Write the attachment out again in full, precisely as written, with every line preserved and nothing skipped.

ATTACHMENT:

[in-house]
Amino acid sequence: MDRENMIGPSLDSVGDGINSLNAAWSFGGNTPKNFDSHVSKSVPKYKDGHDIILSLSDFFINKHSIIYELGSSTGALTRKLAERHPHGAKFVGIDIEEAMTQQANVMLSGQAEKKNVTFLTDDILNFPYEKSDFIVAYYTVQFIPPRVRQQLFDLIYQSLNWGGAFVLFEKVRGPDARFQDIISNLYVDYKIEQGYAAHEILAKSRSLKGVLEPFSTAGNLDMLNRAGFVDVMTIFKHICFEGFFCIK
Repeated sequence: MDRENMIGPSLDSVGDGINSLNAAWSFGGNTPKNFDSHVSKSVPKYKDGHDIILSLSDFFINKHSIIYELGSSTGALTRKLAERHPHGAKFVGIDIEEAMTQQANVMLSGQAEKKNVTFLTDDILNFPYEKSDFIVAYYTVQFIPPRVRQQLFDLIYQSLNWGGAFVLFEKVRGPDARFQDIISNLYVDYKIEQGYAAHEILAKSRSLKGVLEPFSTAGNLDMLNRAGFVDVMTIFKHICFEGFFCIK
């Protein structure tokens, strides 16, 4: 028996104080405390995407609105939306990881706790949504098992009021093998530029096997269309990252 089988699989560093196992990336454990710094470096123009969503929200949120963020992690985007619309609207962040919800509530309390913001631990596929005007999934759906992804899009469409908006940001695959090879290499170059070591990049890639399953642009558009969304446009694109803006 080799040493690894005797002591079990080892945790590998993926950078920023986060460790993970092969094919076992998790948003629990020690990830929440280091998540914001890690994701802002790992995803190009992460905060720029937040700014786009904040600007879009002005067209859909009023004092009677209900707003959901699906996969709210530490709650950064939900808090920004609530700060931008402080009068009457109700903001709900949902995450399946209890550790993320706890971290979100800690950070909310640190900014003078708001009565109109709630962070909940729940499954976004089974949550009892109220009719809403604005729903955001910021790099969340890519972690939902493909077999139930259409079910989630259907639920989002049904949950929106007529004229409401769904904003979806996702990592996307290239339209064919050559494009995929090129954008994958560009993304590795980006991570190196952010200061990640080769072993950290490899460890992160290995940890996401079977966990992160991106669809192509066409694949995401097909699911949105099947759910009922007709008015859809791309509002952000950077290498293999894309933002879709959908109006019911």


[in-house]
Amino acid sequence: MDRENMIGPSLDSVGDGINSLNAAWSFGGNTPKNFDSHVSKSVPKYKDGHDIILSLSDFFINKHSIIYELGSSTGALTRKLAERHPHGAKFVGIDIEEAMTQQANVMLSGQAEKKNVTFLTDDILNFPYEKSDFIVAYYTVQFIPPRVRQQLFDLIYQSLNWGGAFVLFEKVRGPDARFQDIISNLYVDYKIEQGYAAHEILAKSRSLKGVLEPFSTAGNLDMLNRAGFVDVMTIFKHICFEGFFCIK
Repeated sequence: MDRENMIGPSLDSVGDGINSLNAAWSFGGNTPKNFDSHVSKSVPKYKDGHDIILSLSDFFINKHSIIYELGSSTGALTRKLAERHPHGAKFVGIDIEEAMTQQANVMLSGQAEKKNVTFLTDDILNFPYEKSDFIVAYYTVQFIPPRVRQQLFDLIYQSLNWGGAFVLFEKVRGPDARFQDIISNLYVDYKIEQGYAAHEILAKSRSLKGVLEPFSTAGNLDMLNRAGFVDVMTIFKHICFEGFFCIK
């Protein structure tokens, strides 16, 4: 028996104080405390995407609105939306990881706790949504098992009021093998530029096997269309990252 089988699989560093196992990336454990710094470096123009969503929200949120963020992690985007619309609207962040919800509530309390913001631990596929005007999934759906992804899009469409908006940001695959090879290499170059070591990049890639399953642009558009969304446009694109803006 080799040493690894005797002591079990080892945790590998993926950078920023986060460790993970092969094919076992998790948003629990020690990830929440280091998540914001890690994701802002790992995803190009992460905060720029937040700014786009904040600007879009002005067209859909009023004092009677209900707003959901699906996969709210530490709650950064939900808090920004609530700060931008402080009068009457109700903001709900949902995450399946209890550790993320706890971290979100800690950070909310640190900014003078708001009565109109709630962070909940729940499954976004089974949550009892109220009719809403604005729903955001910021790099969340890519972690939902493909077999139930259409079910989630259907639920989002049904949950929106007529004229409401769904904003979806996702990592996307290239339209064919050559494009995929090129954008994958560009993304590795980006991570190196952010200061990640080769072993950290490899460890992160290995940890996401079977966990992160991106669809192509066409694949995401097909699911949105099947759910009922007709008015859809791309509002952000950077290498293999894309933002879709959908109006019911």